Pharmaceutical companies gave at least $116 million to patient advocacy groups in a single year, reveals a new database logging 12,000 donations from large publicly traded drugmakers to such organizations.
Even as these patient groups grow in number and political influence, their funding and their relationships to drugmakers are little understood. Unlike payments to doctors and lobbying expenses, companies do not have to report payments to the groups.
The database, called “Pre$cription for Power,” shows that donations to patient advocacy groups tallied for 2015 — the most recent full year in which documents required by the Internal Revenue Service were available — dwarfed the total amount the companies spent on federal lobbying. The 14 companies that contributed $116 million to patient advocacy groups reported only about $63 million in lobbying activities that same year.
Though their primary missions are to focus attention on the needs of patients with a particular disease — such as arthritis, heart disease or various cancers — some groups effectively supplement the work lobbyists perform, providing patients to testify on Capitol Hill and organizing letter-writing and social media campaigns that are beneficial to pharmaceutical companies.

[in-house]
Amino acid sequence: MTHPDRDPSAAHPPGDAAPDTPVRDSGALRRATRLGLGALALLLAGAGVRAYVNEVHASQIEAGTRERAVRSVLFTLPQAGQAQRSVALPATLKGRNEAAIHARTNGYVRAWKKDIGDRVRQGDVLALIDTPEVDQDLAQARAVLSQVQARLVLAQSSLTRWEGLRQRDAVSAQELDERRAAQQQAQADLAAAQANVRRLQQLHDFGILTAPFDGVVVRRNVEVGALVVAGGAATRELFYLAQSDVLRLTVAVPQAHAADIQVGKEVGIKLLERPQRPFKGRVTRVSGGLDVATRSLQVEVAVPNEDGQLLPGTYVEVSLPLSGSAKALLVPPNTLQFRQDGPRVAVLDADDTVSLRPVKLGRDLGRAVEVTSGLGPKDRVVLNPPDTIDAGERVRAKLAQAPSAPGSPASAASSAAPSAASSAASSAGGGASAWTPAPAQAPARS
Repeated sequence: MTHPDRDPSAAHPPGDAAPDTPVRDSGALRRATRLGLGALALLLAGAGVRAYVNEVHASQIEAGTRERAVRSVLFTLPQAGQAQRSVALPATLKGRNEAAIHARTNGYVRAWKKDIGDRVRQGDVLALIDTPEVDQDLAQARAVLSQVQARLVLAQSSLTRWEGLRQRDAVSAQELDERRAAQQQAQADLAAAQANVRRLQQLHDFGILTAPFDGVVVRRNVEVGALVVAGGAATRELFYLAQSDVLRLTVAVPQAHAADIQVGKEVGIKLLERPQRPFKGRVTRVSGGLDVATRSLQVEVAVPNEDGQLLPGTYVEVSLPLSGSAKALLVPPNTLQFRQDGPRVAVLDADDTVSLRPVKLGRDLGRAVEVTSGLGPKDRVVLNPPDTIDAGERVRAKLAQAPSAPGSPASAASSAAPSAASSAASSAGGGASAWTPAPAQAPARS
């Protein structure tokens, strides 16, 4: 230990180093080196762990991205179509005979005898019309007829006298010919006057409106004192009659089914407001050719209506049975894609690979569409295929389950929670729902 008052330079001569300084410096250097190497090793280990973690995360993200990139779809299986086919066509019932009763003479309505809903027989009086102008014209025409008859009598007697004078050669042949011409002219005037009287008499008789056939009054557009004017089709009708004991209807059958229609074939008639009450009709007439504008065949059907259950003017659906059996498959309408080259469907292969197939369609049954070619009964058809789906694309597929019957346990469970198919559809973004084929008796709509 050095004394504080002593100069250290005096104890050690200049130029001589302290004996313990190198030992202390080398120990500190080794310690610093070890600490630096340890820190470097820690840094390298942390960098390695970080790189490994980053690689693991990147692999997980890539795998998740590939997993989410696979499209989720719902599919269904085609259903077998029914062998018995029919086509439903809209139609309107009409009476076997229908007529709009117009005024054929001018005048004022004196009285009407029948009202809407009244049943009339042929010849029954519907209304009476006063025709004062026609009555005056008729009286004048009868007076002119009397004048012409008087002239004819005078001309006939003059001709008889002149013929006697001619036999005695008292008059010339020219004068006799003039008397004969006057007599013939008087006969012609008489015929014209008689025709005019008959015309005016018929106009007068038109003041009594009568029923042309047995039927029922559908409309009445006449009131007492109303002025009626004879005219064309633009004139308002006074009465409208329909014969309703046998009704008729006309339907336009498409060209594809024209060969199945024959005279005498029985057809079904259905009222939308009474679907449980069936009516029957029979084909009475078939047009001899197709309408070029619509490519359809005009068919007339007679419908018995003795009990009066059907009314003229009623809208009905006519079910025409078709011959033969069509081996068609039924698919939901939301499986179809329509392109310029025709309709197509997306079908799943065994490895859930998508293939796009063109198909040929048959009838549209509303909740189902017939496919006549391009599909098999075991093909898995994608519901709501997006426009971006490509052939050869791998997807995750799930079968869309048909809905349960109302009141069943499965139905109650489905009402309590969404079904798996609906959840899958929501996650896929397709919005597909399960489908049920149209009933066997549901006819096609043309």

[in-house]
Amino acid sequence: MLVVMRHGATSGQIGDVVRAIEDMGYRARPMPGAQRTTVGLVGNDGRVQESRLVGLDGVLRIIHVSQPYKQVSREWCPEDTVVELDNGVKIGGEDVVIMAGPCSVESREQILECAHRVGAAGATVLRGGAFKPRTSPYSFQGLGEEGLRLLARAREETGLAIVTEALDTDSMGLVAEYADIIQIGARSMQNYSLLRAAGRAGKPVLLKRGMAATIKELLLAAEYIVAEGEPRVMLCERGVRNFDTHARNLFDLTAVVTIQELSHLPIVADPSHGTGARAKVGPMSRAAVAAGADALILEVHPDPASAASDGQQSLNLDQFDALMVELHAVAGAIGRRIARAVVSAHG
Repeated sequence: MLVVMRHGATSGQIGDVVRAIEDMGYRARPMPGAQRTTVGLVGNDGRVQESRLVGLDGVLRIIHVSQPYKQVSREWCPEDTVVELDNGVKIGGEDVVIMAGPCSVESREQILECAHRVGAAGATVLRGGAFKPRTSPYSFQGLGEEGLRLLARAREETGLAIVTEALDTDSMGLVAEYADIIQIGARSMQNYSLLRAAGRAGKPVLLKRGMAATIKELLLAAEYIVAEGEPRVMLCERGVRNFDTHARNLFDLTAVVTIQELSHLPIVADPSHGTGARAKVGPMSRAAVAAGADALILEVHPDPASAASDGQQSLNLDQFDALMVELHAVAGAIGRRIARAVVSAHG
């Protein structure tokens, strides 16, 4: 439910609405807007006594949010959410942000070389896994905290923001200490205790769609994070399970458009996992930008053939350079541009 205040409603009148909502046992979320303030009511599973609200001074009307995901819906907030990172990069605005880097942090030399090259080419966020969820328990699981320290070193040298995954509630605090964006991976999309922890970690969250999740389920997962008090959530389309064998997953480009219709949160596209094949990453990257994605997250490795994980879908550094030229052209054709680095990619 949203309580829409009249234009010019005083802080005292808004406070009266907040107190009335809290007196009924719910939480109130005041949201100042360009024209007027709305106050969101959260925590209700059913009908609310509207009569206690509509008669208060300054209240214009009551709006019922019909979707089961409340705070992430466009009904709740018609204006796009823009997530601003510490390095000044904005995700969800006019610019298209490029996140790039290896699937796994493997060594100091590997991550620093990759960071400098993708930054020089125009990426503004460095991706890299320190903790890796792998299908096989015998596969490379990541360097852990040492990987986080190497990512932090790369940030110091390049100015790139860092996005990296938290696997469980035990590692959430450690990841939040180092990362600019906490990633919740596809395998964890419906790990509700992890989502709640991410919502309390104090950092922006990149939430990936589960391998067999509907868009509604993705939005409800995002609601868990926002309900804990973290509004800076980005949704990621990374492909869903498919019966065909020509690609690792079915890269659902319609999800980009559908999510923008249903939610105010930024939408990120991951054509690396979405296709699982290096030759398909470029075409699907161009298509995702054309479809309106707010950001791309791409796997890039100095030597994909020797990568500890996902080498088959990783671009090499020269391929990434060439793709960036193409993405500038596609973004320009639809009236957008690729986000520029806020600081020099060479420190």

Six drugmakers, the data show, contributed a million dollars or more to individual groups that represent patients who rely on their drugs. The database identifies over 1,200 patient groups. Of those, 594 accepted money from the drugmakers in the database.
The financial ties are troubling if they cause even one patient group to act in a way that’s “not fully representing the interest of its constituents,” said Matthew McCoy, a medical ethics professor at the University of Pennsylvania who co-authored a 2017 study about patient advocacy groups’ influence and transparency.
Notably, such groups have been silent or slow to complain about high or escalating prices, a prime concern of patients.